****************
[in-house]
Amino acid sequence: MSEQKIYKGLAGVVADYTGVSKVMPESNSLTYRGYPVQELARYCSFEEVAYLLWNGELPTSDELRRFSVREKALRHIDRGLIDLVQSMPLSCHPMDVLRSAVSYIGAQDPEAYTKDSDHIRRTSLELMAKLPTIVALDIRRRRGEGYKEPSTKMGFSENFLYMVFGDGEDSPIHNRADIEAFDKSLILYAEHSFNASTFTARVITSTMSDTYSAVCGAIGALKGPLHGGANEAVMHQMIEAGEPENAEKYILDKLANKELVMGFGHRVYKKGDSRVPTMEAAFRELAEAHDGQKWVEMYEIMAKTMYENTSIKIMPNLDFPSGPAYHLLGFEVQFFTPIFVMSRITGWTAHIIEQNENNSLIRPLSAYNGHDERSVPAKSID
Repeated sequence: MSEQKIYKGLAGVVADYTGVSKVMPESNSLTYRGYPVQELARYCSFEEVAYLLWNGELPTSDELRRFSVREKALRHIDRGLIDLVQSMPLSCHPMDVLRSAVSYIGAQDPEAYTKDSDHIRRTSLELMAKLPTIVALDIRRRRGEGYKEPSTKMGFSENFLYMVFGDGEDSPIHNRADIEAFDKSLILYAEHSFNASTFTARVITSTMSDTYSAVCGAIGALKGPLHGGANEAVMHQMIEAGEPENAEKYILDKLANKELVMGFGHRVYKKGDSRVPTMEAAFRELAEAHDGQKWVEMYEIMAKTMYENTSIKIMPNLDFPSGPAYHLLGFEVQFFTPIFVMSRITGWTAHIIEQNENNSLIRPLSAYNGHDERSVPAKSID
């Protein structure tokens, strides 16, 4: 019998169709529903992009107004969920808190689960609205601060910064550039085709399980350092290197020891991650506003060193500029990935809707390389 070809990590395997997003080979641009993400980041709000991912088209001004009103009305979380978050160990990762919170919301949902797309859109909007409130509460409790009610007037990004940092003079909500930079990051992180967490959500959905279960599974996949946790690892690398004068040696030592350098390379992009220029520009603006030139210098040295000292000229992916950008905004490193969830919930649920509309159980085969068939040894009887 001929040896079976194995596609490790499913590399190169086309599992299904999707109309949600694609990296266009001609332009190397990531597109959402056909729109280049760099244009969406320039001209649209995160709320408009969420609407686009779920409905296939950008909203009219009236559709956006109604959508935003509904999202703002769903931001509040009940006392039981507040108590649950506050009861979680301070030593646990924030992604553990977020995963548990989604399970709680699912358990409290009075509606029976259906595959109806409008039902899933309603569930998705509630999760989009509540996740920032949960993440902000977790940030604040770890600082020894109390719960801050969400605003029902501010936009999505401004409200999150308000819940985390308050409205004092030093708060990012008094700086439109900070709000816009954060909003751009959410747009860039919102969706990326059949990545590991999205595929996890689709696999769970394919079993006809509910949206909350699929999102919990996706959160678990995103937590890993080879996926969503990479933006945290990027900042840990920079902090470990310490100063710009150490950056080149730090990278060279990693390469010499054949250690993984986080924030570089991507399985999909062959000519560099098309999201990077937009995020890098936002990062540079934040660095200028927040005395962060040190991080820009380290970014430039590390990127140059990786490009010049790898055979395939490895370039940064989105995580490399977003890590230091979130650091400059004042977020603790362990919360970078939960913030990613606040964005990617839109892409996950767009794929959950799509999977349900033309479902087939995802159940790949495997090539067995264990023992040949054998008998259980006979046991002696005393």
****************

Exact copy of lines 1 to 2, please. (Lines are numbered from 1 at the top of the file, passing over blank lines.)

[in-house]
Amino acid sequence: MSEQKIYKGLAGVVADYTGVSKVMPESNSLTYRGYPVQELARYCSFEEVAYLLWNGELPTSDELRRFSVREKALRHIDRGLIDLVQSMPLSCHPMDVLRSAVSYIGAQDPEAYTKDSDHIRRTSLELMAKLPTIVALDIRRRRGEGYKEPSTKMGFSENFLYMVFGDGEDSPIHNRADIEAFDKSLILYAEHSFNASTFTARVITSTMSDTYSAVCGAIGALKGPLHGGANEAVMHQMIEAGEPENAEKYILDKLANKELVMGFGHRVYKKGDSRVPTMEAAFRELAEAHDGQKWVEMYEIMAKTMYENTSIKIMPNLDFPSGPAYHLLGFEVQFFTPIFVMSRITGWTAHIIEQNENNSLIRPLSAYNGHDERSVPAKSID